FR—That’s a great question. Perhaps. Perhaps I would. There are still things that I see that are troubling to me in terms of just simply embracing the standard evolutionary model. For example, I see things like convergence as being problematic for a standard evolutionary model. When I look at the nature of the evolutionary mechanism, it sure seems to me like it’s historically contingent, and in fact I can point to a number of papers where people are arguing mechanistically that it looks like, again, evolution must be historically contingent. So the net effect of that is that evolution should generate identical or near-identical outcomes, or if it happens, it should be rare. And what we see is that convergence, whether it’s at a molecular level, all the way to an organismal level, convergence seems to be characteristic of the biological realm. So that, to me, is something that doesn’t seem to be compatible. I know Simon Conway Morris interprets that in a very provocative way in an evolutionary framework. But he’s not proposing something I would call a standard evolutionary view, necessarily.

JS—That creates lots of problems for Neo-Darwinianism, if we’re just going to say the whole thing is explained by random genetic mutation plus natural selection. Convergence causes lots of problems.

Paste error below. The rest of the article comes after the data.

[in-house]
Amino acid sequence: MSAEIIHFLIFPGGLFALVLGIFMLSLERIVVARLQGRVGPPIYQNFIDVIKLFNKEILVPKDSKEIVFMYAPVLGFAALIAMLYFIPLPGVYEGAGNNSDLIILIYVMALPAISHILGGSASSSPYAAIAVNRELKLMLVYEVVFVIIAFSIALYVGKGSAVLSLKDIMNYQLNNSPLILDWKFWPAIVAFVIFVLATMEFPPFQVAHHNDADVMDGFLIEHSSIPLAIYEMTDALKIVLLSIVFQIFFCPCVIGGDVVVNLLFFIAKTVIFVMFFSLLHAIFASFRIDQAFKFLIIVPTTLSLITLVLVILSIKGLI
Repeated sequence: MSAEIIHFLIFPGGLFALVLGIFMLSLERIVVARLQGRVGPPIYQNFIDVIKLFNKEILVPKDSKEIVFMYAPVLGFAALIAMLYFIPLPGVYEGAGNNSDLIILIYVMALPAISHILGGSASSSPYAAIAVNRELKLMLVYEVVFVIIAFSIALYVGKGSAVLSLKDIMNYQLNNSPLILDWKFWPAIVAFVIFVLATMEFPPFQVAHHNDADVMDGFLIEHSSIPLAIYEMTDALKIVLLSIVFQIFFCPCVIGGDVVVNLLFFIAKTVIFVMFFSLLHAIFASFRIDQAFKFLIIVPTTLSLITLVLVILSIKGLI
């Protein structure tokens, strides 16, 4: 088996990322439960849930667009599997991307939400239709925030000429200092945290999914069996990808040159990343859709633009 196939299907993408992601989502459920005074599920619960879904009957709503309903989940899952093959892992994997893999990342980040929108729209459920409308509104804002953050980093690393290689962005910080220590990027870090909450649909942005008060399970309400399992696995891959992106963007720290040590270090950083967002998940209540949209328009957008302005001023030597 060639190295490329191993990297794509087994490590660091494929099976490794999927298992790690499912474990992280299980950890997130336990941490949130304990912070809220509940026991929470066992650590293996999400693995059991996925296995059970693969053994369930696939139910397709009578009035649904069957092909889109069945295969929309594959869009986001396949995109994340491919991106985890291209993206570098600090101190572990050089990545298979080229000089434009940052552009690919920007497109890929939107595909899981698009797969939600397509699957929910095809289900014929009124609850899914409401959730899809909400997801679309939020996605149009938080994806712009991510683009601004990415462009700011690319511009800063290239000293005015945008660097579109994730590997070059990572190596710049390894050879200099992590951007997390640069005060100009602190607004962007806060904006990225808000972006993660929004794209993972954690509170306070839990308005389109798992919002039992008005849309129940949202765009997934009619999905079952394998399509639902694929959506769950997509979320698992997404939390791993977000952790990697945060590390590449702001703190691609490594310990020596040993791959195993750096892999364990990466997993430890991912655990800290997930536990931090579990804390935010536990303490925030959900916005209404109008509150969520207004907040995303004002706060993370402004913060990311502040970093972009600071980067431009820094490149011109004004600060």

FR—I appreciate your point about humility with respect to biblical interpretation. I’m a biochemist, but as I look at the text, as I look at the arguments that are being laid out, my conviction is I don’t see how you get around the view that there was a historical Adam and Eve that were the first human beings. There does seem to be, when I look at the biblical text, a de novo creation. Again, I’m not a biblical scholar, but that’s the conviction that I have, and that’s a conviction that’s shared by a lot of people in the church. So I look at my project as being, if that’s the case, then how do we take what appears to be this evidence for common descent—in fact, I would make the argument that we’re seeing a lot of discoveries about function in the genome where we thought those regions were non-functional. I think there was a delay time in recognizing that function because the evolutionary paradigm and the nature of how the genome was interpreted was one that retarded recognition of that function. I do think that there’s value in a design perspective, if you will. It does represent a different paradigm that may have actually accelerated recognizing that function. Granted, evolutionary biologists are the ones who are actually making these discoveries, but I think the time frame from recognizing these different sequence elements to the time frame that we actually saw the recognition of function of so-called “junk DNA” was much larger than it needed to be.